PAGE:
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    TOPIC SELECTION


    check YOUR TOPIC SHOULD...

    • sustain your interest for weeks/months
    • be fun, something you enjoy doing
    • make progress at answering a question, solving a problem, or creating something new
      (NOTE: This does not mean that your topic idea needs to be completely new or original.  In fact, most projects address questions/problems that came from the previous work of others.  This is how science works!)

    check REMEMBER:

    • You cannot collect data until your project has been formally approved. All projects require approval by a sponsor at school. Some projects require additional approval from fair administrators.
    • You need to talk about your project ideas as much as possible, as soon as possible. This is one of the main reasons we meet. Please take advantage of these opportunities.
    • You will be evaluated primarily on process, not necessarily on results. Some of the best projects have unexpected or inconclusive results.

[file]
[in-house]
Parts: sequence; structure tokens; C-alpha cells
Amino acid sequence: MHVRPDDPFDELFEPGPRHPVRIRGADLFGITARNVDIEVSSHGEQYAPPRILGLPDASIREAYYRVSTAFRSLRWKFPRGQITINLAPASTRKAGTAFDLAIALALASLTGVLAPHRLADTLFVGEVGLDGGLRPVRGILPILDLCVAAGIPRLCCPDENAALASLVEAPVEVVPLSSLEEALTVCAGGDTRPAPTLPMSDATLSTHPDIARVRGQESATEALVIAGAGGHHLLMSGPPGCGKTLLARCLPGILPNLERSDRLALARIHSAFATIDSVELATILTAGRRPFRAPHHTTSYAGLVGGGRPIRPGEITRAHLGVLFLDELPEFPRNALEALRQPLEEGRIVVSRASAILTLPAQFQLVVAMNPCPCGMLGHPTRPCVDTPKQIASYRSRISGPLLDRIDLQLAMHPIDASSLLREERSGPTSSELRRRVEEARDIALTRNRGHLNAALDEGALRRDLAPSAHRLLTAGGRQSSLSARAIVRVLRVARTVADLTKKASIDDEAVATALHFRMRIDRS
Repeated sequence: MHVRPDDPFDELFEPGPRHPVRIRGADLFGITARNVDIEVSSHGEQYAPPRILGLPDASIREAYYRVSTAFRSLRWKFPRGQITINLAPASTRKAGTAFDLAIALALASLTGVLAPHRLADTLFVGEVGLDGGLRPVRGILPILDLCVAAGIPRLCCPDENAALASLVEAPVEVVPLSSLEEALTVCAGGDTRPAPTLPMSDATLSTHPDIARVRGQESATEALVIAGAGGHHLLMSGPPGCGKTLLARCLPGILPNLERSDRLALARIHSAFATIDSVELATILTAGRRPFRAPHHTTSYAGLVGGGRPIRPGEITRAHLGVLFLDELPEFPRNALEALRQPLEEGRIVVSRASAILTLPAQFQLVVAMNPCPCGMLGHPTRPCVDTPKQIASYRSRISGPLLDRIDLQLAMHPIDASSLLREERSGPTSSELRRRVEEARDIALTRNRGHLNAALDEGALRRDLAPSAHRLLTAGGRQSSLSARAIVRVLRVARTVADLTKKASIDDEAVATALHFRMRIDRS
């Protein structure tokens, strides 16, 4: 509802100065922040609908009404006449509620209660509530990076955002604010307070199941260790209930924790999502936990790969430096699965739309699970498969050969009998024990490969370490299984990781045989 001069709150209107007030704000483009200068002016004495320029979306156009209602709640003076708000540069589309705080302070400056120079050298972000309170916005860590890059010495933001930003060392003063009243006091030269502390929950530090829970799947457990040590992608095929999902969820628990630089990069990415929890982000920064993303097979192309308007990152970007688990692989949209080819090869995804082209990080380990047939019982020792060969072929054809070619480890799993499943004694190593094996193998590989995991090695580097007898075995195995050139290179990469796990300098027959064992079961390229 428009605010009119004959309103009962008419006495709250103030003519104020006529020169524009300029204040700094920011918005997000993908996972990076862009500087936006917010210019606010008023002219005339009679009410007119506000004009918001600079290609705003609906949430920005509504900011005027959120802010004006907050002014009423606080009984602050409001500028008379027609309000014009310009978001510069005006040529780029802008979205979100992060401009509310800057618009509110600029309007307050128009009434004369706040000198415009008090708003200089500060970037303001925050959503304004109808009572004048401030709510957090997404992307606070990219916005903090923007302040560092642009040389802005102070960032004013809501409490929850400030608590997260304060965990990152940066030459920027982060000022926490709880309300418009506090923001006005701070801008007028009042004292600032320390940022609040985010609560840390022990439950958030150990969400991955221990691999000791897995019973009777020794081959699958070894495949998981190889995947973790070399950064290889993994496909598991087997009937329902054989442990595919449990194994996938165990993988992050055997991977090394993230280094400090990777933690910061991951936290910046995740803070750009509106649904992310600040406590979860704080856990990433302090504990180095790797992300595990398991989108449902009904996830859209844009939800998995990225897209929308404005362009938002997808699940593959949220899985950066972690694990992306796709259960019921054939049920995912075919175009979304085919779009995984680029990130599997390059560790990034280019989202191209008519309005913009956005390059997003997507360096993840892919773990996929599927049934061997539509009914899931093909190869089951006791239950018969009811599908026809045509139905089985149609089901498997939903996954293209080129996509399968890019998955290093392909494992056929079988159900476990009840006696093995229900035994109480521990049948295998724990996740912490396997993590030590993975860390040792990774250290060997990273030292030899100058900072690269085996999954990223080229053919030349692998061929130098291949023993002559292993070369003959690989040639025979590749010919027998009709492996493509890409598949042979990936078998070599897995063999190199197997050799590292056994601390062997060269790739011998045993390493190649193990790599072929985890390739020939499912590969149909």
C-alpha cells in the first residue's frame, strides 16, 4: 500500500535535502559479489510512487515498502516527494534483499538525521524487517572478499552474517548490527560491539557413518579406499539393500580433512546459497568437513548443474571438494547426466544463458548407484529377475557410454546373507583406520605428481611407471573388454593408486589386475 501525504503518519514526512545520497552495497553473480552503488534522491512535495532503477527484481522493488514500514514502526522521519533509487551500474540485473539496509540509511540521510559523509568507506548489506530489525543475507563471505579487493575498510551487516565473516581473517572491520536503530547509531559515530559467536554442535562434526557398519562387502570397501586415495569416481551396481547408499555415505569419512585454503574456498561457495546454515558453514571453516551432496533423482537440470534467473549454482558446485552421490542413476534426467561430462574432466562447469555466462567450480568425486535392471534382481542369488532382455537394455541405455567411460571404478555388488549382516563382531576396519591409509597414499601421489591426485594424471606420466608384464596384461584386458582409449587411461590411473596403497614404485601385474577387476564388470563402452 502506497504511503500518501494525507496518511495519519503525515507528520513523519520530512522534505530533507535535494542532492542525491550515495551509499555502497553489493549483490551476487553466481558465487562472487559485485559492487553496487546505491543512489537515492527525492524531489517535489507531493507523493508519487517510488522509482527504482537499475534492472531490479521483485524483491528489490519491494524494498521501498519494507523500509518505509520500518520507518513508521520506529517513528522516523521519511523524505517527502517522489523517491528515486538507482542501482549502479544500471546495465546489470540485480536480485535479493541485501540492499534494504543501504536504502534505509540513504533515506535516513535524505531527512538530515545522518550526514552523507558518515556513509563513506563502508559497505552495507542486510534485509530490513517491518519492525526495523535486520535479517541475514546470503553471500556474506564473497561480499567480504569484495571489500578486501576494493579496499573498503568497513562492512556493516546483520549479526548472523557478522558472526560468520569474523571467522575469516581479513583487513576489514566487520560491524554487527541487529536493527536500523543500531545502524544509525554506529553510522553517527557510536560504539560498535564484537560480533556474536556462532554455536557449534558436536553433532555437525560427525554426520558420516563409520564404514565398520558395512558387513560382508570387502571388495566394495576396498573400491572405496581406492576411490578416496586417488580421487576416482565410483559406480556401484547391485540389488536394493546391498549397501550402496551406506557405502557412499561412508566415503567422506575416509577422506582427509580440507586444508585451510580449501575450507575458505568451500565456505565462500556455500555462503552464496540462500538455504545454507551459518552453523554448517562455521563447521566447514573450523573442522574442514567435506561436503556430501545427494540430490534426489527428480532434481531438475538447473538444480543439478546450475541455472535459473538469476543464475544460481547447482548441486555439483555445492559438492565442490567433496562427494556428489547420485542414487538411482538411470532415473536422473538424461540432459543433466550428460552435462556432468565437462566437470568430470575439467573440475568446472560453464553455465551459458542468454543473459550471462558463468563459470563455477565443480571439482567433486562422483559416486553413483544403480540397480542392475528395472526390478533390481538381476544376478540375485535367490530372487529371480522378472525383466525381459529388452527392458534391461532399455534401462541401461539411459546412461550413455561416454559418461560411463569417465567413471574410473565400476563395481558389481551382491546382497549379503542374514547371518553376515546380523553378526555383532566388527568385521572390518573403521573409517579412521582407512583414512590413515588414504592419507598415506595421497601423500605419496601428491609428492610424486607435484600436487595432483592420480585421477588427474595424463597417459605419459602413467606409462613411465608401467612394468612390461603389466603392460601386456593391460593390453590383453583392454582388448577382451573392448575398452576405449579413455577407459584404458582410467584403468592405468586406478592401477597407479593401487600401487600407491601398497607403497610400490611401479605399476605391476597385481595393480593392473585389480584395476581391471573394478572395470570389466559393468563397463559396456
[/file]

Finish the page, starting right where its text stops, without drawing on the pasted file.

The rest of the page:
• Avoid biting off more than you can chew by selecting a topic / research question that is naturally segmented. Develop a plan A, B, and C. If time allows, complete all of it. If not, you will still have something to show for your work at the end. Continuation projects are an option for the future.
    • It is always helpful to have a mentor in your content area. In the case of project ideas in the following areas, you must have a mentor:
      1. Human subjects
      2. Vertebrate animals
      3. Potentially hazardous chemicals / equipment / biological materials

    check BRAINSTORMING IDEAS: